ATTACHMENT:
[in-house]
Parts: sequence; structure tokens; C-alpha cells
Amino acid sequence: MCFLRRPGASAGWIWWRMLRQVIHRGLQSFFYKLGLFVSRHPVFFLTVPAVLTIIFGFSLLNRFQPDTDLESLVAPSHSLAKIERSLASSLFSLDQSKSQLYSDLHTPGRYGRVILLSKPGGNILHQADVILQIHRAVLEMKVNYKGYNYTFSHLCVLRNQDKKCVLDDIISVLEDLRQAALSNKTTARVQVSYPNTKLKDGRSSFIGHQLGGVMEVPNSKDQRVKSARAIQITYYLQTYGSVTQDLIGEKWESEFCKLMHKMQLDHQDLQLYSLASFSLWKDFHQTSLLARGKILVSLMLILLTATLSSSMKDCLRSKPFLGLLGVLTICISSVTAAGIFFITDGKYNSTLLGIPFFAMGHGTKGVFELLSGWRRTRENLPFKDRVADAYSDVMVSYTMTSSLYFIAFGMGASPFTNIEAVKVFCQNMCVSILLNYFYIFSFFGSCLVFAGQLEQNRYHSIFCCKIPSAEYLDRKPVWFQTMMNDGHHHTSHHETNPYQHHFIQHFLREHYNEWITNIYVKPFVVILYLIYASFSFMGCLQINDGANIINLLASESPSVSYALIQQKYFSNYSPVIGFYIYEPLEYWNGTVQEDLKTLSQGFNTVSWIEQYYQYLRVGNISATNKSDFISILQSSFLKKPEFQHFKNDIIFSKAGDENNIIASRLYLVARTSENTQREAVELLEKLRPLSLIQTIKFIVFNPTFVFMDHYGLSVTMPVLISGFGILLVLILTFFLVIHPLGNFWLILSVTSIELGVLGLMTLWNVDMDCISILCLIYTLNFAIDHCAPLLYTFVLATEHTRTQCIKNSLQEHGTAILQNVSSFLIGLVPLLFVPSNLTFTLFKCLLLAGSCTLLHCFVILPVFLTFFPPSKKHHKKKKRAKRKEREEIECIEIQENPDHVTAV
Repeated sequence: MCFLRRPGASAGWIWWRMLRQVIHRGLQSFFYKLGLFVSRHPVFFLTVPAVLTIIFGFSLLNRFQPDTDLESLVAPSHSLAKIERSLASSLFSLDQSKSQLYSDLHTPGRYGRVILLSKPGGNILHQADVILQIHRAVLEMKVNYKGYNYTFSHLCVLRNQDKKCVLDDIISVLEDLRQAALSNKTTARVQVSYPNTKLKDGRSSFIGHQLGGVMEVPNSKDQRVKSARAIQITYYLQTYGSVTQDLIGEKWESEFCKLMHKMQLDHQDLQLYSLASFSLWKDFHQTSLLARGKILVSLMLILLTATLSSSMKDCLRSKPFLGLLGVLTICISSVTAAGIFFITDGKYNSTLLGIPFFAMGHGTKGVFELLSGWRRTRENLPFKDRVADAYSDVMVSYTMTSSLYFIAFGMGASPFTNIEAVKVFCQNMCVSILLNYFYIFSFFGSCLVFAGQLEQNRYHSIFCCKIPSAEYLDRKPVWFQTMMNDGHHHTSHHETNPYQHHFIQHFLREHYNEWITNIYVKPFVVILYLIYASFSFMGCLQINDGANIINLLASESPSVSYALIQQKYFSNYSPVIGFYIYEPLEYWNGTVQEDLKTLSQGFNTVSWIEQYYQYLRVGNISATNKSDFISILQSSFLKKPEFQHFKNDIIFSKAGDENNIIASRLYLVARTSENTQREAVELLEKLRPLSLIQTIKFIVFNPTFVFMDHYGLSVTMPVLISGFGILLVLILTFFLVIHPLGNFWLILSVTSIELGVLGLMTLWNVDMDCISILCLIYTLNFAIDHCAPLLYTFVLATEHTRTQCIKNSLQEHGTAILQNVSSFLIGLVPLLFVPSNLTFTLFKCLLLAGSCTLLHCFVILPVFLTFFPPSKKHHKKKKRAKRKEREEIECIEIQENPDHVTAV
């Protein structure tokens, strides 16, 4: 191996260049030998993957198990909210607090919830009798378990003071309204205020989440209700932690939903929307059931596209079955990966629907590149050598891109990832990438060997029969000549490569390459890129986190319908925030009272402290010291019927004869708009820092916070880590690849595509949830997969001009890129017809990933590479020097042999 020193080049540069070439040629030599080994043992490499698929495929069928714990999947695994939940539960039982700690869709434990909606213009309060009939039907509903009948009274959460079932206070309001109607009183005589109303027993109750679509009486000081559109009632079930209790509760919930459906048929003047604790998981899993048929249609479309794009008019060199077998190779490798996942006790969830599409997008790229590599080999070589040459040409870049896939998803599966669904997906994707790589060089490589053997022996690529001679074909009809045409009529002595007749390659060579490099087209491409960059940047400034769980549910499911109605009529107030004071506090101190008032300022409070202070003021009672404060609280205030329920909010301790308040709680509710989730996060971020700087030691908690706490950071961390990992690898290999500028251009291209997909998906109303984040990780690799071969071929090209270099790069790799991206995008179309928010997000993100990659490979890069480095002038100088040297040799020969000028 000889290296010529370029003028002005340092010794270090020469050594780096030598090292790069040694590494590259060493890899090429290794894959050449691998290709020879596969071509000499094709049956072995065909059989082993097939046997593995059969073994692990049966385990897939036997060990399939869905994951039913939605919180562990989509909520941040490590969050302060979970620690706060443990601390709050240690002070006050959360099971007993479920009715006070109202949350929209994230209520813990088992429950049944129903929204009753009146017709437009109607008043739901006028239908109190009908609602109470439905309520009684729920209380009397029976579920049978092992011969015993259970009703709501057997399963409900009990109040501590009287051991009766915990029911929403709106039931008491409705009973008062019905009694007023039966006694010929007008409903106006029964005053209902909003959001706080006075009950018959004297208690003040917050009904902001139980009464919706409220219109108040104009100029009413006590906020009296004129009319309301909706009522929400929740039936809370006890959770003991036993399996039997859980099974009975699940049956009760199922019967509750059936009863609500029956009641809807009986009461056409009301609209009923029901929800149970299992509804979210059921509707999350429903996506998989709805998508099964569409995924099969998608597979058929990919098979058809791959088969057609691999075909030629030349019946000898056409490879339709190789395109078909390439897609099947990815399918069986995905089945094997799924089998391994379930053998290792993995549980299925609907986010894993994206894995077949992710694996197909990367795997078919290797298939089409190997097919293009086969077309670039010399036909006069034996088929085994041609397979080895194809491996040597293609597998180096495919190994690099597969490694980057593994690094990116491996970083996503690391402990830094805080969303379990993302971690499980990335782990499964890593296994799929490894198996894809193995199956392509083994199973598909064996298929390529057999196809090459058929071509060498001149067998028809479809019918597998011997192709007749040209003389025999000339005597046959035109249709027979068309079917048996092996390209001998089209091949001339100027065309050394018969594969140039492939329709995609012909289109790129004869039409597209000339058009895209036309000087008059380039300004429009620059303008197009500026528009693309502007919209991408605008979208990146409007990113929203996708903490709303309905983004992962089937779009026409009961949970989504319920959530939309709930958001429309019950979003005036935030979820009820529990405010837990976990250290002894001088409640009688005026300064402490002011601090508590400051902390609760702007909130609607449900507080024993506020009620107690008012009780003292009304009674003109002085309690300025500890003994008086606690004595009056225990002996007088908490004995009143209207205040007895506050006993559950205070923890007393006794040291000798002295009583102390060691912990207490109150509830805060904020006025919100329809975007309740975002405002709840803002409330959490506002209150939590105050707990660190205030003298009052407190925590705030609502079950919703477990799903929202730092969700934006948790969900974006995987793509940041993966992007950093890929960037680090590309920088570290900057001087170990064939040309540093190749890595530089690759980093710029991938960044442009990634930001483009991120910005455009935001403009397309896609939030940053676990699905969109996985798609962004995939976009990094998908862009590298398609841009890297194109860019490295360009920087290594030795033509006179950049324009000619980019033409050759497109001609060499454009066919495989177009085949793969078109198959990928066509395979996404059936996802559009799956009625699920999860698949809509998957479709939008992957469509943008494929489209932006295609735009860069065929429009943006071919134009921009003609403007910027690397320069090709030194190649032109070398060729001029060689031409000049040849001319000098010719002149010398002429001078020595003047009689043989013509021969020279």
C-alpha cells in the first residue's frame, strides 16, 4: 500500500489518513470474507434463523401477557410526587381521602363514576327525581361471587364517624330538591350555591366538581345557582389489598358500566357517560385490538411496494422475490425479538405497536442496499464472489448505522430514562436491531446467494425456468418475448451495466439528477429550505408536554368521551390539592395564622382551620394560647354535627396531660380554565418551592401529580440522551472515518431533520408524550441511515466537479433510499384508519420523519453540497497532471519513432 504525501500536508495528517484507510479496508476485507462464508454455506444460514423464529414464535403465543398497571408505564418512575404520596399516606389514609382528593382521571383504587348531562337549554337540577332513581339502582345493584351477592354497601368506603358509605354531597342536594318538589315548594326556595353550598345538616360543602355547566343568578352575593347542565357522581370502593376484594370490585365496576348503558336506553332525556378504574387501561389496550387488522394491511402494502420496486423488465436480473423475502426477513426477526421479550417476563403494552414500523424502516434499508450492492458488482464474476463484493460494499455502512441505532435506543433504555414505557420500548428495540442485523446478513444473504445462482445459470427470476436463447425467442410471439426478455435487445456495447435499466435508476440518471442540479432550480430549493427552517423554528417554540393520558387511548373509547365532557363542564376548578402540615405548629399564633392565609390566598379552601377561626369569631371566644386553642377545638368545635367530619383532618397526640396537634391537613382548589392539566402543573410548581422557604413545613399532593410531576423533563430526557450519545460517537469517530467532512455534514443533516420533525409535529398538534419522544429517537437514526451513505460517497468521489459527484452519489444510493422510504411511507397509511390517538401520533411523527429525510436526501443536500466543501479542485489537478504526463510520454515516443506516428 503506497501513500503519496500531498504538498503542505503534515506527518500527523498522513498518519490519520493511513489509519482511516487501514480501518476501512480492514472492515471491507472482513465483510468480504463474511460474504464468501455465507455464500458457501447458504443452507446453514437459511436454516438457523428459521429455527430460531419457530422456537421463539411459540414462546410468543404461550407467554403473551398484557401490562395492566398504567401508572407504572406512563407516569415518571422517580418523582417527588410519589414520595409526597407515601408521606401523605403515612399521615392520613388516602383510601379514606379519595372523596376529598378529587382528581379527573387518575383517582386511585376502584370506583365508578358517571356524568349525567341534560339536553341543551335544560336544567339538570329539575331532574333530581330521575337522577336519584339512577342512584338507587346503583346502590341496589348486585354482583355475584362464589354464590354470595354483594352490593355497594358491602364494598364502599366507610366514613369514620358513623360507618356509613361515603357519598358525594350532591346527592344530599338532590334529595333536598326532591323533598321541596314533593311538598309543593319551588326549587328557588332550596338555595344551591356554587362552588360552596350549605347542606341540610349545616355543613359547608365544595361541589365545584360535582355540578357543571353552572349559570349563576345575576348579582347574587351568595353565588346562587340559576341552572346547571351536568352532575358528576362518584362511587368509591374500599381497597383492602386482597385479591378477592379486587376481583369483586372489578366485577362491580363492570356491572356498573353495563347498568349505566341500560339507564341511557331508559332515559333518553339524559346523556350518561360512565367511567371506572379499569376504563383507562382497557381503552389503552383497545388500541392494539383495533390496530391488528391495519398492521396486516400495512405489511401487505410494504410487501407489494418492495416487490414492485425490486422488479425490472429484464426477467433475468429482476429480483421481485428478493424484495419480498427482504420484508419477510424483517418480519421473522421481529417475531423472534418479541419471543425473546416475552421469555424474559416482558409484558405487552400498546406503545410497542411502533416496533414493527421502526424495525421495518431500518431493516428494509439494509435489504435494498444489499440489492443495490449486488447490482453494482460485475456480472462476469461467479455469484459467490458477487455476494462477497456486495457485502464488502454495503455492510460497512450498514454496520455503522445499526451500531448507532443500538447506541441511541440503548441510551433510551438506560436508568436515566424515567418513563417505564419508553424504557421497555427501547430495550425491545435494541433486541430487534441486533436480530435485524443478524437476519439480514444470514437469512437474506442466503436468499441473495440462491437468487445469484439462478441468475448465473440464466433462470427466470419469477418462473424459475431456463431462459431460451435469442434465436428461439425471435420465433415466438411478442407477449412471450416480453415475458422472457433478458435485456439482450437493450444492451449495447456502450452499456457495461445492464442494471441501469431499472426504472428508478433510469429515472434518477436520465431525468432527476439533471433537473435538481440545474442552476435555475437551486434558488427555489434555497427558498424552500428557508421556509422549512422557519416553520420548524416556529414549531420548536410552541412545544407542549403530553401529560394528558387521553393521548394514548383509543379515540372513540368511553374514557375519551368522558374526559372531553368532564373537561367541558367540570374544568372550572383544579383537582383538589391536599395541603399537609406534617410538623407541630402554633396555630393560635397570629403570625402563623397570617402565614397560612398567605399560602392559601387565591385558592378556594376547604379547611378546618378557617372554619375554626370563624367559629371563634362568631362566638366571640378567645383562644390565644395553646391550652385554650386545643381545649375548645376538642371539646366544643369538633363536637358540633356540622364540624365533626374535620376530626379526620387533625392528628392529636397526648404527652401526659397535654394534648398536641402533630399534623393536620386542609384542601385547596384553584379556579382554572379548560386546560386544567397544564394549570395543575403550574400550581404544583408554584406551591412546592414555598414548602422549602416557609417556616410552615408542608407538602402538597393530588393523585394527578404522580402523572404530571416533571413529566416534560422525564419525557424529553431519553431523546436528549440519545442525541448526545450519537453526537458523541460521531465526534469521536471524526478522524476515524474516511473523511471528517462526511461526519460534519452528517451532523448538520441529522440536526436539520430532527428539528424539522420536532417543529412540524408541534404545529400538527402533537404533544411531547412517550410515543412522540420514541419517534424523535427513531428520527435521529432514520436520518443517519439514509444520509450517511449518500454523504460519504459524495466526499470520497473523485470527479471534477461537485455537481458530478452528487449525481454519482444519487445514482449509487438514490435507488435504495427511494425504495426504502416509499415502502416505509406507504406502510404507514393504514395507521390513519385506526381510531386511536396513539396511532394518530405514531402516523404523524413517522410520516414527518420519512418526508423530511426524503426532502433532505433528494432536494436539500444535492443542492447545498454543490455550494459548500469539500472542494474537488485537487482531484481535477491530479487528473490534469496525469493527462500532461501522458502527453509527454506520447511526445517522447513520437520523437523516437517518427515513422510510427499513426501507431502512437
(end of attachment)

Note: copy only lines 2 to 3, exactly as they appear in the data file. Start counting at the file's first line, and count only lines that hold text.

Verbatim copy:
Parts: sequence; structure tokens; C-alpha cells
Amino acid sequence: MCFLRRPGASAGWIWWRMLRQVIHRGLQSFFYKLGLFVSRHPVFFLTVPAVLTIIFGFSLLNRFQPDTDLESLVAPSHSLAKIERSLASSLFSLDQSKSQLYSDLHTPGRYGRVILLSKPGGNILHQADVILQIHRAVLEMKVNYKGYNYTFSHLCVLRNQDKKCVLDDIISVLEDLRQAALSNKTTARVQVSYPNTKLKDGRSSFIGHQLGGVMEVPNSKDQRVKSARAIQITYYLQTYGSVTQDLIGEKWESEFCKLMHKMQLDHQDLQLYSLASFSLWKDFHQTSLLARGKILVSLMLILLTATLSSSMKDCLRSKPFLGLLGVLTICISSVTAAGIFFITDGKYNSTLLGIPFFAMGHGTKGVFELLSGWRRTRENLPFKDRVADAYSDVMVSYTMTSSLYFIAFGMGASPFTNIEAVKVFCQNMCVSILLNYFYIFSFFGSCLVFAGQLEQNRYHSIFCCKIPSAEYLDRKPVWFQTMMNDGHHHTSHHETNPYQHHFIQHFLREHYNEWITNIYVKPFVVILYLIYASFSFMGCLQINDGANIINLLASESPSVSYALIQQKYFSNYSPVIGFYIYEPLEYWNGTVQEDLKTLSQGFNTVSWIEQYYQYLRVGNISATNKSDFISILQSSFLKKPEFQHFKNDIIFSKAGDENNIIASRLYLVARTSENTQREAVELLEKLRPLSLIQTIKFIVFNPTFVFMDHYGLSVTMPVLISGFGILLVLILTFFLVIHPLGNFWLILSVTSIELGVLGLMTLWNVDMDCISILCLIYTLNFAIDHCAPLLYTFVLATEHTRTQCIKNSLQEHGTAILQNVSSFLIGLVPLLFVPSNLTFTLFKCLLLAGSCTLLHCFVILPVFLTFFPPSKKHHKKKKRAKRKEREEIECIEIQENPDHVTAV